Learn about the temperament and personality of the Welsh Springer Spaniel. Discover what he's like to live with, his traits and characteristics and how he generally behaves. And look at lots of Welsh Springer Spaniel photos.
The Welsh Springer Spaniel makes an excellent companion for both families and hunters. He is merry, active, affectionate, gentle, loyal and loving. He is also impulsive, mischievous, and incredibly stubborn. The "Welshie" is a "Velcro dog." He will stick to you and follow you everywhere you go. You will never go anywhere alone again, and that includes the bathroom. He is demanding of your attention and loves to be with his people. He wants to know what is going on at all times. He does not do well if left alone, and is prone to separation anxiety. This is a high (or very high) energy dog. The Welshie can run all day. They need vigorous daily exercise: both physical and mental. They do best with a fenced-in yard, but beware: they can often climb fences. In addition to climbing, they love to jog, run, hike, and swim. Not only are they excellent working dogs, but they also enjoy obedience, tracking, retrieving, and agility. A bored Welshie can get destructive and noisy. A Welshie will also bark if he wants to call your attention to something that they think you should be aware of. They will bark at a lost potato chip until you move the couch so that they can get to it. They will certainly alert you if someone is at the door. They are reserved with strangers, but rarely show aggression toward them. Welshies are almost always friendly toward other people and dogs, and do very well with respectful children. Welshies are intelligent and benefit greatly from obedience training and respond very well to it, especially if started at a young age. They often counter surf. They want to please you, but are easily bored and easily distracted. They love to know what is going on outside, whether they have to spend all day standing on their hind legs, or pushing their nose up against the sliding glass door. These strong, devoted, entertaining dogs will keep you busy. They love to "play" in the garden. They also love to play in the water, whether it's the ocean, swimming pool, or mud puddle. In everything they do, Welshies celebrate life.
Welsh Springer Spaniel Training
The Welsh Springer Spaniel is intelligent and quite easy to train. He learns new commands quickly at an above average rate.
Welsh Springer Spaniel Shedding
The Welsh Springer Spaniel sheds a fair amount of hair. You'll find hair stuck to your couch, carpets, clothes and everything else in your home.
Welsh Springer Spaniel Grooming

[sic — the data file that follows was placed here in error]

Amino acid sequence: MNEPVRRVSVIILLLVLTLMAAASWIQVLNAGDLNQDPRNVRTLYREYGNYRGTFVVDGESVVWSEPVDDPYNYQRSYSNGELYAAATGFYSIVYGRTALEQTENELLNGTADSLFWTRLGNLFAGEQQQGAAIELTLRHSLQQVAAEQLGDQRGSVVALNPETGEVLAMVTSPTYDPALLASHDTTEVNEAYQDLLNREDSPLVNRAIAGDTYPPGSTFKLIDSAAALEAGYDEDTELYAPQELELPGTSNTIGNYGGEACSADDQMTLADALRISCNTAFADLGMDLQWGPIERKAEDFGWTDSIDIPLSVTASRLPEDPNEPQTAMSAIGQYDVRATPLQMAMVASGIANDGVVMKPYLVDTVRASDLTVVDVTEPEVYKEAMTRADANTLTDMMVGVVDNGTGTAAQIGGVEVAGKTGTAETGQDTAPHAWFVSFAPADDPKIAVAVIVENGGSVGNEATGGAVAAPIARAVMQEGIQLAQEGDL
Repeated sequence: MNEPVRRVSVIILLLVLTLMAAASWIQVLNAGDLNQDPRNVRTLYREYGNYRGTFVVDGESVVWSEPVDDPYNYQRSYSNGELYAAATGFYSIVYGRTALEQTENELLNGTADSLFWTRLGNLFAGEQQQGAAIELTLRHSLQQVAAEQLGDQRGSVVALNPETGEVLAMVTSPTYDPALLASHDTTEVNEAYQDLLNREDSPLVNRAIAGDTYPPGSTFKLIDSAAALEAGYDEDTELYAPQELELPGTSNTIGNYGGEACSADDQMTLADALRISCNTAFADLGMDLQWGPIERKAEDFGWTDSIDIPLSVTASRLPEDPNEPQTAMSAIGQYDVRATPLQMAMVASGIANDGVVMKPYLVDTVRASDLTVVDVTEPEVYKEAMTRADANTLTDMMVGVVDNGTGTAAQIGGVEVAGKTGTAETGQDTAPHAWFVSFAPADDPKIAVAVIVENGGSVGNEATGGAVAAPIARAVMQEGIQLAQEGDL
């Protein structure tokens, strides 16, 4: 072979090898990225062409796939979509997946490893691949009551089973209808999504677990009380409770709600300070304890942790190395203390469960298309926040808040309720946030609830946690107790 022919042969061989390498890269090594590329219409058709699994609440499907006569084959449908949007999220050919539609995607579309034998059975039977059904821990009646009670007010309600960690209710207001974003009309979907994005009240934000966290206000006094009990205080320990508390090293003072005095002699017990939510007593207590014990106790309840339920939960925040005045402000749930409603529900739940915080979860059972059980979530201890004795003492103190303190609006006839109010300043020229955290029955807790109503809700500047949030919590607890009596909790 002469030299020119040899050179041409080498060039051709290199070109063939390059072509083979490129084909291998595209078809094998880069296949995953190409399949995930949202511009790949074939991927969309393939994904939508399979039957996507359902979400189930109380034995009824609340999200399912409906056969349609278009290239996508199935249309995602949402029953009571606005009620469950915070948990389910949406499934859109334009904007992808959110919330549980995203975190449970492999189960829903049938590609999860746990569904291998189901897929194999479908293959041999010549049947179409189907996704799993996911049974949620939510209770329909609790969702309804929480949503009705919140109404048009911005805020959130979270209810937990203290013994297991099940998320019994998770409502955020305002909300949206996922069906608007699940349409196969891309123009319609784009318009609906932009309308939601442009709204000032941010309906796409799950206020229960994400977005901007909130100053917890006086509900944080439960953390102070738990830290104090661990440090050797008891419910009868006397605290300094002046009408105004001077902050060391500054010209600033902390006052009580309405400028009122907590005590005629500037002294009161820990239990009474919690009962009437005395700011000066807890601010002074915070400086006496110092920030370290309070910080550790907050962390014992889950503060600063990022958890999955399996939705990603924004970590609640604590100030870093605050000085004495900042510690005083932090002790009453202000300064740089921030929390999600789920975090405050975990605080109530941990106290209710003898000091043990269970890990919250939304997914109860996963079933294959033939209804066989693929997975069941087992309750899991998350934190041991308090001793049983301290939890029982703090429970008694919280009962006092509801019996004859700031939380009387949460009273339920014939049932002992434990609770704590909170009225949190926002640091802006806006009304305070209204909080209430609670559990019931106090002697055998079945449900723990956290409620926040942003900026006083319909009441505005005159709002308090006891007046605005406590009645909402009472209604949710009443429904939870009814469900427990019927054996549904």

The medium-length coat of the Welsh Springer Spaniel only requires an occasional brushing. But because he sheds you may find yourself brushing him once or twice a week to remove loose hair. (What you get out with a brush doesn't fall out in your home!)
Tells you how easy or difficult a breed is to train.
A higher rating means the breed is easier to train, a lower rating means the breed is harder to train.
An easy to train breed require less time and patience to train.
Tells you how intelligent a breed is in terms of how quickly it can learn commands from humans. A higher rating means the breed will learn your commands faster (and is therefore generally considered to be more intelligent), while a lower rating means the breed will learn your commands more slowly (and is therefore generally considered to be less intelligent).
Keep in mind that this is only one way to measure a dog's intelligence and a low rating might still mean the breed is highly intelligent in other ways.
Tells you how much hair the breed sheds. The higher the rating the more hair the breed sheds.
Tells you how good the breed is at being a watchdog and raising the alarm when a stranger approaches. A higher rating means the breed will bark vigorously to warn you of a stranger's presence on your property. A low rating means the breed probably won't bark much if a stranger enters your property.
Rating: Guard dog
Tells you how good the breed is at being a guard dog due to the appearance, size, and strength of the breed. A breed with a high guard dog rating will make an intruder think twice before stepping foot on your property.
Tells you how popular the breed is in terms of ownership. A higher rating means that more people own the breed. The more popular a breed is the easier it is to find and purchase one because there are more breeders breeding it.
Tells you how large or small the breed is. A lower rating means the breed is smaller and a higher rating means the breed is larger. It gives you a quick idea of how physically large or small the breed is compared with all the other breeds.
Tells you how agile the breed is. A higher rating means the breed is fast and nimble on its feet while a lower rating means the breed is heavier and slower on its feet.
Rating: Good with kids
Tells you how good the breed is with children. A higher rating means the breed is good with children. Note: all breeds are generally good with kids when they're raised with them.